Los Senderos Studio
Leakage and Live Recording
 Issue 61 October 2014 
Live Recording

Words from the Glossary

This month we take a look at leakage and live recording.

Leakage and Live Recording

This month's terms: bleed, live, live room, live recording, overdub, field recording, location sound, on-location recording, gobo, isolation booth, vocal booth.
(Note: Click on the term to view its definition in the glossary.)

Leakage
Leakage


Leakage is one of those things that recording engineers worry about. It is the phenomenon of unwanted sounds of one track getting into another track. Also known as bleed, bleeding, spill, or spillage, it is caused by the inability to keep instruments or vocals separated when they are recorded at the same time—what we call recording live in the studio. The problem occurs at mixing. If something loud like a snare drum overwhelms a vocalist or a quiet instrument like an acoustic guitar, it becomes difficult to hear it in the mix.

One way to prevent leakage is to not record live, and instead use overdubbing. That is when each performer records his part separately onto an individual track while listening with headphones to what the other musicians have played. While there are many advantages to overdubbing, some bands prefer to record live. They feel that have more spontaneity and some bands who perform regualarly on stage play off one another.

In those situations, it become the engineer's job to do what he can to minimize leakage—it can't be eliminated because microphones pickup whatever sound is in the room. One way to do reduce leakage is to put each musician in a separate room. However, most studios do not have facilities that allow everyone to have his or her own space. Another option is to use a gobo. A gobo, which comes from "go between" is sometimes called an acoustic screen. It is a portable panel that can be placed between musicians to minimize leakage.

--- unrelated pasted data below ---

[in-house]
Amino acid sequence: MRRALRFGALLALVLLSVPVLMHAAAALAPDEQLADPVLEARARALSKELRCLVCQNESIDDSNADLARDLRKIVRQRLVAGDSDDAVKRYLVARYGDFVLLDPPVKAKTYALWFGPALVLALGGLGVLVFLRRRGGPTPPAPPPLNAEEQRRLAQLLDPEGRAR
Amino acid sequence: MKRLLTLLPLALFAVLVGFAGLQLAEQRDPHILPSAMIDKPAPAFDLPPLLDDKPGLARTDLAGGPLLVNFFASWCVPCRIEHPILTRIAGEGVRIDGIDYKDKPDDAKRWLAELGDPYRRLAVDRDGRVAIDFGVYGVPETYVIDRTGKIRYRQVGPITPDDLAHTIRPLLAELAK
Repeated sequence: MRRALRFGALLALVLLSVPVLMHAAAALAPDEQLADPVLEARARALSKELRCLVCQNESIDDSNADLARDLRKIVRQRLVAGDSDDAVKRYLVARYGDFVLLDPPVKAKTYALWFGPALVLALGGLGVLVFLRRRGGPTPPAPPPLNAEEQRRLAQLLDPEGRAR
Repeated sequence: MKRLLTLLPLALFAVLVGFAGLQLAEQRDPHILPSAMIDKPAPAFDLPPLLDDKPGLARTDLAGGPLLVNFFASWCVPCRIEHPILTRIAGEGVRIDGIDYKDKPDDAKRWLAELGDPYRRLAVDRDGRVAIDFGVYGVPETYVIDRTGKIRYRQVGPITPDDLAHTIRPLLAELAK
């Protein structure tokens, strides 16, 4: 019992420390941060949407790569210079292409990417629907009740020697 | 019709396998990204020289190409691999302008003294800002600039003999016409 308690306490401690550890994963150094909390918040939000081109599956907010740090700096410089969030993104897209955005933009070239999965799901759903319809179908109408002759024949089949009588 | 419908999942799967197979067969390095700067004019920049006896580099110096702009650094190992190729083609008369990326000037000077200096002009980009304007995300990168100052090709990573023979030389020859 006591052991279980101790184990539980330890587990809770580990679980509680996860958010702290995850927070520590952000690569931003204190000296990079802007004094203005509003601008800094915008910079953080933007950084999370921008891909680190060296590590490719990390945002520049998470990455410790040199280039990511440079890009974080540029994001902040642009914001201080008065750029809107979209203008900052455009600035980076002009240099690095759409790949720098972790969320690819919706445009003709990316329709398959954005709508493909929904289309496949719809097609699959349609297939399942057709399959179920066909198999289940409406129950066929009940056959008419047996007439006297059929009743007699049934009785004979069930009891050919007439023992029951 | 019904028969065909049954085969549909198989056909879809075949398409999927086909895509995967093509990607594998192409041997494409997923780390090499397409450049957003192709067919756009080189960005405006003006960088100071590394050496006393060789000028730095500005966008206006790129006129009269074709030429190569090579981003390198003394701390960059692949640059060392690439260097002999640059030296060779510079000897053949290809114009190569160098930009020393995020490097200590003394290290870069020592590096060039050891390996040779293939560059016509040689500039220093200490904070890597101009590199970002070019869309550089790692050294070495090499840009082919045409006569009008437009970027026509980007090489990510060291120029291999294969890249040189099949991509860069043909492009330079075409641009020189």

Another solution is to isolate loud instruments, such as an electric guitar cabinet, which can sometimes be placed in an isolation booth. Although isolation booths are primarily used to isolate the vocalist (the vocal booth) from the rest of the band, they can be used to isolate other things. By using a combination of these techniques and choosing the correct type of microphones to reduce bleed, most live recording sessions can be managed fairly well.

The term live recording needs to be discussed a little more to avoid some confusion. The term is also used to mean a recording made of a live performance before a live audience, such as a concert. It can also mean a recording made with many natural reverberations. There is a general term field recording, which means any recording not made in the studio. That can be a live recording before a live audience, the recording of animal sounds in the wild, or a location recording, the recording of ambient sounds for use with a film or video shoot, such as street sounds or birds in a park. Location recording is also called production sound, live sound, or location sound, but it should not be confused with on-location recording, which is essentially the same thing as a live concert recording. At this point, I think I probably have not only confused you, but myself as well. So we'll leave there until next month.

In This Issue

Music Trivia
How to Contact Us
HAAM Benefit Day
$50 Off Coupon


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Music Trivia

Chip Taylor is a songwriter of many hit songs, including "Wild Thing" by the Troggs, "Angel of the Morning" by Merrilee Rush and Juice Newton, and "I Can Make It With You" by the Pozo Seco Singers. What many people don't know is that his real name is James Wesley Voight, and he is the brother of actor Jon Voight and uncle of actress Angelina Jolie and actor James Haven.

HAAM Benefit Day


HAAM benefit day this year was Tuesday, September 23, 2014. On that day, participating businesses donated 5% of their proceeds to HAAM — Health Alliance for Austin Musicians. As we have done from the very first year, we again participated in that program. We hope you were able to spend some money at a participating merchant. The funds collected by HAAM are used to pay for health services needed by Austin area musicians.

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